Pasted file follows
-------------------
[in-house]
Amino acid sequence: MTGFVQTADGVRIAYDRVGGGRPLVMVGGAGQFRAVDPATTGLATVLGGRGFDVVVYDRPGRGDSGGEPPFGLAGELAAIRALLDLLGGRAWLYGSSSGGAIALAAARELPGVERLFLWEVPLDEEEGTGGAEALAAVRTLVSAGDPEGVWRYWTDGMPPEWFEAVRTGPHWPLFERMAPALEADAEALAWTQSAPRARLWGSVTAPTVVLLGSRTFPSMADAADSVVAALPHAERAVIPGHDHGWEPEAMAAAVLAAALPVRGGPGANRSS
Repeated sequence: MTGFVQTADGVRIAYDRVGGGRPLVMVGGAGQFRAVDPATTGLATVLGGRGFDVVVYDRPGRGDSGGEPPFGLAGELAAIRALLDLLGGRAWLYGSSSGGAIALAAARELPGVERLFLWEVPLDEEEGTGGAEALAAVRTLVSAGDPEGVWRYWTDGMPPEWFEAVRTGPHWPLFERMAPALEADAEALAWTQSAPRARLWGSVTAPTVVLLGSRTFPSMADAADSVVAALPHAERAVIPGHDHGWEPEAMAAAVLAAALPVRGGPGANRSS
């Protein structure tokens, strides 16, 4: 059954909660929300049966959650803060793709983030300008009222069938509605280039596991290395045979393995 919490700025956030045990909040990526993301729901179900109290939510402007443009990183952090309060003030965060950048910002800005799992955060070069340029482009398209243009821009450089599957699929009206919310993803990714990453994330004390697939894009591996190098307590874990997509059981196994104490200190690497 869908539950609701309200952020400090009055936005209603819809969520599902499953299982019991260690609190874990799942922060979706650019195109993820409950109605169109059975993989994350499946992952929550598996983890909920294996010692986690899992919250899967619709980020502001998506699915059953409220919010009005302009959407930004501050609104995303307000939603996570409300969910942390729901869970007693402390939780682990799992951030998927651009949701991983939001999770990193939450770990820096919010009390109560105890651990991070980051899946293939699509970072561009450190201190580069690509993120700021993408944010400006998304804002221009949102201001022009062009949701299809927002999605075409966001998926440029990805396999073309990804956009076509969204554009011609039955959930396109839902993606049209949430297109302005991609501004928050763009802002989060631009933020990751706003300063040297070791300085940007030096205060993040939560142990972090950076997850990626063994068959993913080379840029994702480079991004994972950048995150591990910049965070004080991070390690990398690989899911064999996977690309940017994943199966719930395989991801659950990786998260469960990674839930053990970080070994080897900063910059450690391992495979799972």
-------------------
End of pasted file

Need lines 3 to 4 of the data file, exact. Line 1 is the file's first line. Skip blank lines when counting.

Repeated sequence: MTGFVQTADGVRIAYDRVGGGRPLVMVGGAGQFRAVDPATTGLATVLGGRGFDVVVYDRPGRGDSGGEPPFGLAGELAAIRALLDLLGGRAWLYGSSSGGAIALAAARELPGVERLFLWEVPLDEEEGTGGAEALAAVRTLVSAGDPEGVWRYWTDGMPPEWFEAVRTGPHWPLFERMAPALEADAEALAWTQSAPRARLWGSVTAPTVVLLGSRTFPSMADAADSVVAALPHAERAVIPGHDHGWEPEAMAAAVLAAALPVRGGPGANRSS
């Protein structure tokens, strides 16, 4: 059954909660929300049966959650803060793709983030300008009222069938509605280039596991290395045979393995 919490700025956030045990909040990526993301729901179900109290939510402007443009990183952090309060003030965060950048910002800005799992955060070069340029482009398209243009821009450089599957699929009206919310993803990714990453994330004390697939894009591996190098307590874990997509059981196994104490200190690497 869908539950609701309200952020400090009055936005209603819809969520599902499953299982019991260690609190874990799942922060979706650019195109993820409950109605169109059975993989994350499946992952929550598996983890909920294996010692986690899992919250899967619709980020502001998506699915059953409220919010009005302009959407930004501050609104995303307000939603996570409300969910942390729901869970007693402390939780682990799992951030998927651009949701991983939001999770990193939450770990820096919010009390109560105890651990991070980051899946293939699509970072561009450190201190580069690509993120700021993408944010400006998304804002221009949102201001022009062009949701299809927002999605075409966001998926440029990805396999073309990804956009076509969204554009011609039955959930396109839902993606049209949430297109302005991609501004928050763009802002989060631009933020990751706003300063040297070791300085940007030096205060993040939560142990972090950076997850990626063994068959993913080379840029994702480079991004994972950048995150591990910049965070004080991070390690990398690989899911064999996977690309940017994943199966719930395989991801659950990786998260469960990674839930053990970080070994080897900063910059450690391992495979799972």